A system Architecture and Simulation Environment for Building Information Modeling in Virtual Worlds

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A System Architecture and Simulation Environment for Building Information Modeling in Virtual Worlds

John Oerter


Wyatt Suddarth wsuddarth@unomaha.edu

Matthew Morhardt mmorhardt@unomaha.edu

James Gehringer jgehringer@unomaha.edu

Michael L. McGinnis mmcginnis@nebraska.edu

Johnnie Shockley


Army Corps of Engineers

Peter Kiewit Institute,

University of Nebraska

1110 S. 67th Street

Omaha, NE 68182-0694

Allison Baysa



6825 Pine St., # B10

Omaha, NE 68106

Keywords: Building Information Modeling, BIM, Virtual Worlds, Virtual Environments


This paper describes building information modeling (BIM) research by students and faculty of the University of Nebraska (NU) Peter Kiewit Institute (PKI) in partnership with Science Applications International Corporation (SAIC). The objective of this on-going research is to create a virtual modeling environment where architects and architectural engineers can present building concepts and design options to customers in a way that is more easily envisioned by the client. The software used for this research project is Autodesk® Revit, Autodesk® 3DS Max, SAIC’s 3-dimensional (3D) virtual world called Online Interactive Virtual Environment (OLIVE), versions 2.4.0 and 3.0, and a proprietary game engine called Unity developed by Unity Technologies based in San Francisco, California. This paper overviews development of a system architecture in which BIM will be integrated with a virtual simulation environment built in OLIVE and research results to date.


PKI occupies a 192,000 square foot building on the University of Nebraska at Omaha (UNO) south campus. The Institute is home to approximately 85 faculty and 11 academic programs serving 1,800 students from two colleges: University of Nebraska-Lincoln (UNL) College of Engineering and the UNO College of Information Science and Technology. Other units operating out of the Institute are the Holland High Performance Computing Center and the Peter Kiewit Institute Technology Development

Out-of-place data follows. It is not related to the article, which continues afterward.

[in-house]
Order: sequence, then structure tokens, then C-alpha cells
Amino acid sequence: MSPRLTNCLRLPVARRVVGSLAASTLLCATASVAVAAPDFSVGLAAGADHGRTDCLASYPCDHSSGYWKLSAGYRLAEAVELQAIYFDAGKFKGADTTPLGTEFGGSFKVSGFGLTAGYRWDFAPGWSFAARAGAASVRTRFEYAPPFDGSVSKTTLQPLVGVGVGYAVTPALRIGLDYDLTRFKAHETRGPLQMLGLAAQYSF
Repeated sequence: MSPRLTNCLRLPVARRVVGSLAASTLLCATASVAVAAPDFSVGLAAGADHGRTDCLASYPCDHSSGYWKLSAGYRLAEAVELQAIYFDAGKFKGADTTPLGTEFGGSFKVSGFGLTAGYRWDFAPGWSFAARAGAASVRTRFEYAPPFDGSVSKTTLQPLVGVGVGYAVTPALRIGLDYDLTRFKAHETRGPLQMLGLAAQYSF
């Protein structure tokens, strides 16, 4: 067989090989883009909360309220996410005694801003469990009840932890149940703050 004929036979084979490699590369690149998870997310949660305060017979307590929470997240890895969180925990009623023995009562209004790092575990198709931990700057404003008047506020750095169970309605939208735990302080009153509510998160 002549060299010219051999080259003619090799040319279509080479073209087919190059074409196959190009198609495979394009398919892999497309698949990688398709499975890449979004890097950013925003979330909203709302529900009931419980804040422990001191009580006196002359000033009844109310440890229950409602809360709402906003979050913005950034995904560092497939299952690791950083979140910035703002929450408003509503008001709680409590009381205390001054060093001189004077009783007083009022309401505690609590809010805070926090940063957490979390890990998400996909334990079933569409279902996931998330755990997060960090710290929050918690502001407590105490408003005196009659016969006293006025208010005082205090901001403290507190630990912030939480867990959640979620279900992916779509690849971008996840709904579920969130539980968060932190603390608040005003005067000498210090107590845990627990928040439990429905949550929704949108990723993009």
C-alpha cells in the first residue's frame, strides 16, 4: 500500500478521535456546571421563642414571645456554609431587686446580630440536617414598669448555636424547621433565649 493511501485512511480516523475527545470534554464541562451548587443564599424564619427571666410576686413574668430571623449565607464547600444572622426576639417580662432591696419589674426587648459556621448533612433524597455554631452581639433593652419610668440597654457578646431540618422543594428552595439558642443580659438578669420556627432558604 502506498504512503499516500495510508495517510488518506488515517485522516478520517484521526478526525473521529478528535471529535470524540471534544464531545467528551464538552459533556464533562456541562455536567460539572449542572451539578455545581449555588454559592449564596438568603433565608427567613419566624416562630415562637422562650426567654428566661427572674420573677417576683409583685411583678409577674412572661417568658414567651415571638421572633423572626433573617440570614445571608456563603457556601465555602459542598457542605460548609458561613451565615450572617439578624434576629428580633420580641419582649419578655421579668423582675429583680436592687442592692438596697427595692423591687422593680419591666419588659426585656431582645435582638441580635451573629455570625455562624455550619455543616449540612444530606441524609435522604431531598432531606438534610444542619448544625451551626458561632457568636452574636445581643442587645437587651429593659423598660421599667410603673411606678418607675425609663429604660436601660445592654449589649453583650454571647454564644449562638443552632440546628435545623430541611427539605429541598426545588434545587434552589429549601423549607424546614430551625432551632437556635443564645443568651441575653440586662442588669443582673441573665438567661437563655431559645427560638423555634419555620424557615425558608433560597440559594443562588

Corporation. Schools and research centers based at PKI include the Charles W. Durham School of Architectural Engineering and Construction, the School for Interdisciplinary Informatics and the Nebraska University Center for Information Assurance among others.

A literature review identified various papers on virtual environments used to enhance building information modeling (see [1], [6], [7] and [9]). The literature review also revealed other applications not directly related to BIM but which may have relevance to architects, engineers and educators working in areas such as building sustainability and energy harvesting, first responder training, and interactive online education. Alahmad, Nader, Cho, Shi and Neal [1], for example, presented research and findings on building information models developed to monitor energy consumption. Ruppel and Schatz [7] discussed integrating BIM and virtual environments to create a realistic training simulation where firefighters can practice how to clear buildings or train on firefighting techniques while navigating through virtual buildings. Ku and Mahabaleshwarkar [6] discussed merging BIM and gaming worlds which the research team found particularly helpful to their collective understanding of how to couple BIM and OLIVE. Finally, Shen, Jiang, Grosskopf and Berryman [9] discussed using Unity as a virtual platform to explore HVAC systems in virtual worlds and present their research on educational constructs for achieving intended educational outcome goals using virtual worlds.